Middle East

Thousands flee for cover as Israel raids Gaza

Smoke rises following what witnesses said was an Israeli airstrike in Gaza August 19, 2014. (REUTERS/Ahmed Zakot)

GAZA CITY: Thousands of Palestinians fled their homes in neighbourhoods of eastern Gaza City Tuesday, carrying bags of clothes, pillows and mattresses after renewed Israeli air strikes, witnesses said.

An AFP reporter saw hundreds of Palestinians streaming out of Shejaiya, an area devastated by more than a month of fighting between Israel and the Islamist movement which rules Hamas.

Thousands more were leaving the Zeitun and Shaaf areas, alarmed by a series of explosions and heading to shelter in UN schools, the witnesses said.

Families walked from their homes, or weighed down vehicles and donkey carts with flimsy mattresses and supplies.

"We've heard explosions. My kids were scared so I'm taking them back to the UNRWA school where we spent the war," said Um Mohammed Bakrun, walking in the street with her sister and four children.

Said Hilis, carrying bags, told AFP that he had heard shelling next to his home.

"We're nervous. We heard on the radio that the resistance have fired rockets from Gaza and [Israeli Prime Minister Benjamin] Netanyahu had ordered the army to respond," he said.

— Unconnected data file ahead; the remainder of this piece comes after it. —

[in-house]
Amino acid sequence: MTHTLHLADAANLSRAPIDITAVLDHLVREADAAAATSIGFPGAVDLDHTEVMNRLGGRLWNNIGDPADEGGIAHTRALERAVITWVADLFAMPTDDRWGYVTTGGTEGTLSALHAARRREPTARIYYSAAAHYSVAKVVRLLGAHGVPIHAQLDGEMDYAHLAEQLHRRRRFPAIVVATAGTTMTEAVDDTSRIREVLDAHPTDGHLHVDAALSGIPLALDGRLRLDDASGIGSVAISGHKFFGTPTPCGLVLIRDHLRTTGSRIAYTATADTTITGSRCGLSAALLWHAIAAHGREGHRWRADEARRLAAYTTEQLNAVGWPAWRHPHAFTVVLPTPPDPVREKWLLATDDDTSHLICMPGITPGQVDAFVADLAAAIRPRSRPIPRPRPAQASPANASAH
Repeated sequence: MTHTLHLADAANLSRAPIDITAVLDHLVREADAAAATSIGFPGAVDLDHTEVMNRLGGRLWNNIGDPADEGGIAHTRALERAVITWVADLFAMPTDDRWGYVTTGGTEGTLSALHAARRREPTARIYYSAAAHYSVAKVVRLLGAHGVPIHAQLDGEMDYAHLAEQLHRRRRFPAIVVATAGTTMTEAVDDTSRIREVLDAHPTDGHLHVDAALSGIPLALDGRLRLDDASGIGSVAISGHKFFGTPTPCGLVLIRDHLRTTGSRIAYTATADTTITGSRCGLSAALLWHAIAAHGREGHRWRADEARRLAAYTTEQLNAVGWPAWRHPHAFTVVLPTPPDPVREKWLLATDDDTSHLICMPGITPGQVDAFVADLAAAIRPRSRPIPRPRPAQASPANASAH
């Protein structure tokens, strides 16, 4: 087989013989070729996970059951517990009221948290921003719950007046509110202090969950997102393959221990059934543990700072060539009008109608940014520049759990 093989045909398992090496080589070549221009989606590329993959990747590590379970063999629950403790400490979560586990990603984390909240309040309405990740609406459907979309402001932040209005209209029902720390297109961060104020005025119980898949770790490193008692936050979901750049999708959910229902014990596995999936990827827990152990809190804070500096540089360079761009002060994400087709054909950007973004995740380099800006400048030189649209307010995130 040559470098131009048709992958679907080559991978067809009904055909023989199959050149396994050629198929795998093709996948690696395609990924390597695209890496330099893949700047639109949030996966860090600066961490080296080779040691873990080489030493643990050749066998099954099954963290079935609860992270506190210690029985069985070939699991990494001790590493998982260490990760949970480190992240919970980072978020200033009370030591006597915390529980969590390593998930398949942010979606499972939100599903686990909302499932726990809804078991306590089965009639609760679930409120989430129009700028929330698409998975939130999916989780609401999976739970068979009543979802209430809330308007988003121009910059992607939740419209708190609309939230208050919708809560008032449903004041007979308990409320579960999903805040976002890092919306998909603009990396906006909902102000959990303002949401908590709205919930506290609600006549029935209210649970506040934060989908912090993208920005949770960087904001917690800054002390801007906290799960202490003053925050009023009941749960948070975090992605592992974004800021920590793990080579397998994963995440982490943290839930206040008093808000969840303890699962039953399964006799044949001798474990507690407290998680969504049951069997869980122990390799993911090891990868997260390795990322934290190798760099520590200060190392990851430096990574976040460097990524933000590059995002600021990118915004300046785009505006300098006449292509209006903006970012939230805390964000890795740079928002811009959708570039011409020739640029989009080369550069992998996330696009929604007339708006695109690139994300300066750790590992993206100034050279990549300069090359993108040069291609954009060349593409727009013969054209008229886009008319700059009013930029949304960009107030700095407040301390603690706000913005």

"I think the cease-fire is over. I'm taking my family to my relatives' house in western Gaza City. It's safer there."

The United Nations said Monday that more than 237,600 Palestinians were already seeking shelter at 81 UN schools across the Gaza Strip.

On Tuesday, Israel ordered its negotiators back from talks in Cairo and warplanes hit targets in Gaza after Palestinian rockets smashed into the country's south, violating a 24-hour truce.

Nine days of relative quiet in the skies over Gaza came to an abrupt halt when rockets struck Israel just hours before the truce was to expire at midnight local time (2100 GMT).

Israel immediately ordered a military response, with warplanes striking targets across the coastal strip.

Five Palestinians were wounded, three in the northern area of Beit Lahiya -- two of them boys -- and two boys aged six and nine in the southern city of Rafah, the emergency services spokesman said.





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